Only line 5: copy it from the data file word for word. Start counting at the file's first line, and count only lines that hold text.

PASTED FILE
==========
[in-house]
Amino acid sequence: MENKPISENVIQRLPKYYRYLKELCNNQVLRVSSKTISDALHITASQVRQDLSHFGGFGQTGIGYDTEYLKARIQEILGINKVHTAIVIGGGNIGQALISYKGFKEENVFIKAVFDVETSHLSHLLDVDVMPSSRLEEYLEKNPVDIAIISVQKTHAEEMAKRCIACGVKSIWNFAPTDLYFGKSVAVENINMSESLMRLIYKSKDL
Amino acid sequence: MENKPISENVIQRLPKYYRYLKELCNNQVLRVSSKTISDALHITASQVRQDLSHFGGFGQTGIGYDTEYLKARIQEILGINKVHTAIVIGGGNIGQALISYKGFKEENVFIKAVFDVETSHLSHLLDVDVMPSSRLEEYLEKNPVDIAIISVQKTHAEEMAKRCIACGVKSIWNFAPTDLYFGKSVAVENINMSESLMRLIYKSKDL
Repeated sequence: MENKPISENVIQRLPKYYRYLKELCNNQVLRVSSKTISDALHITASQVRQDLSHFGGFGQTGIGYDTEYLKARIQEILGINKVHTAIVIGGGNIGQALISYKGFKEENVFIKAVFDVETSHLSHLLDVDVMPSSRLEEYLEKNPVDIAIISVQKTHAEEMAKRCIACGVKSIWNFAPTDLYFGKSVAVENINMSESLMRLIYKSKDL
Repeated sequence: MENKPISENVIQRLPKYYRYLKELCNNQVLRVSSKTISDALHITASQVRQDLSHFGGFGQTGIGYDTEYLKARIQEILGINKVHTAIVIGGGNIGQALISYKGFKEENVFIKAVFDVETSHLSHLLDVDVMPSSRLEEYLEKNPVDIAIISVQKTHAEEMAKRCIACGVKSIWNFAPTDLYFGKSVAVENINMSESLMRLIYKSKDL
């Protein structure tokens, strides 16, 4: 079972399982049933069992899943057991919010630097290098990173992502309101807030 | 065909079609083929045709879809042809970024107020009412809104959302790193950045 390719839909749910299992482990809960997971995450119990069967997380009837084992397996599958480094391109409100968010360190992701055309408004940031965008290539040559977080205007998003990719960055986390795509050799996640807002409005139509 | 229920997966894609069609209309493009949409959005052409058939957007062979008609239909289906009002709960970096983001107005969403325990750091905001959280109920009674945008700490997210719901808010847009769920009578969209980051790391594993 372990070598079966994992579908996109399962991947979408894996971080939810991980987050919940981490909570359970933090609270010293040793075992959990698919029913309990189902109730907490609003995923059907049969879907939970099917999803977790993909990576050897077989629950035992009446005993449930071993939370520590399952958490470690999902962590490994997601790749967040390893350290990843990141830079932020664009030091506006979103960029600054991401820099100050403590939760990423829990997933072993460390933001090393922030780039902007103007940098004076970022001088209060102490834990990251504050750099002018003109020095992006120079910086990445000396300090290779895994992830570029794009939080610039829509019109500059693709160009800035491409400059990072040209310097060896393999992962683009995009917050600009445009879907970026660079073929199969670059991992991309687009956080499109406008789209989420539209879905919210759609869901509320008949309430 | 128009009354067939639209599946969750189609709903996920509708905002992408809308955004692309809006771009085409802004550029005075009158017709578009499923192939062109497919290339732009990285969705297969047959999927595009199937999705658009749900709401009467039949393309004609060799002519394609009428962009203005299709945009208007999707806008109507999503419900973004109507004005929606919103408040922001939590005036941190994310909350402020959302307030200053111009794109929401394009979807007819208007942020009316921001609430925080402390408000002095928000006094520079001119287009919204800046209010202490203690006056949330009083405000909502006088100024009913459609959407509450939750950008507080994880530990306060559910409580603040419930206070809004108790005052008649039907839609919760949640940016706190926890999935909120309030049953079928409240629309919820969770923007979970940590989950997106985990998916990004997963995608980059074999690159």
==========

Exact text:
Repeated sequence: MENKPISENVIQRLPKYYRYLKELCNNQVLRVSSKTISDALHITASQVRQDLSHFGGFGQTGIGYDTEYLKARIQEILGINKVHTAIVIGGGNIGQALISYKGFKEENVFIKAVFDVETSHLSHLLDVDVMPSSRLEEYLEKNPVDIAIISVQKTHAEEMAKRCIACGVKSIWNFAPTDLYFGKSVAVENINMSESLMRLIYKSKDL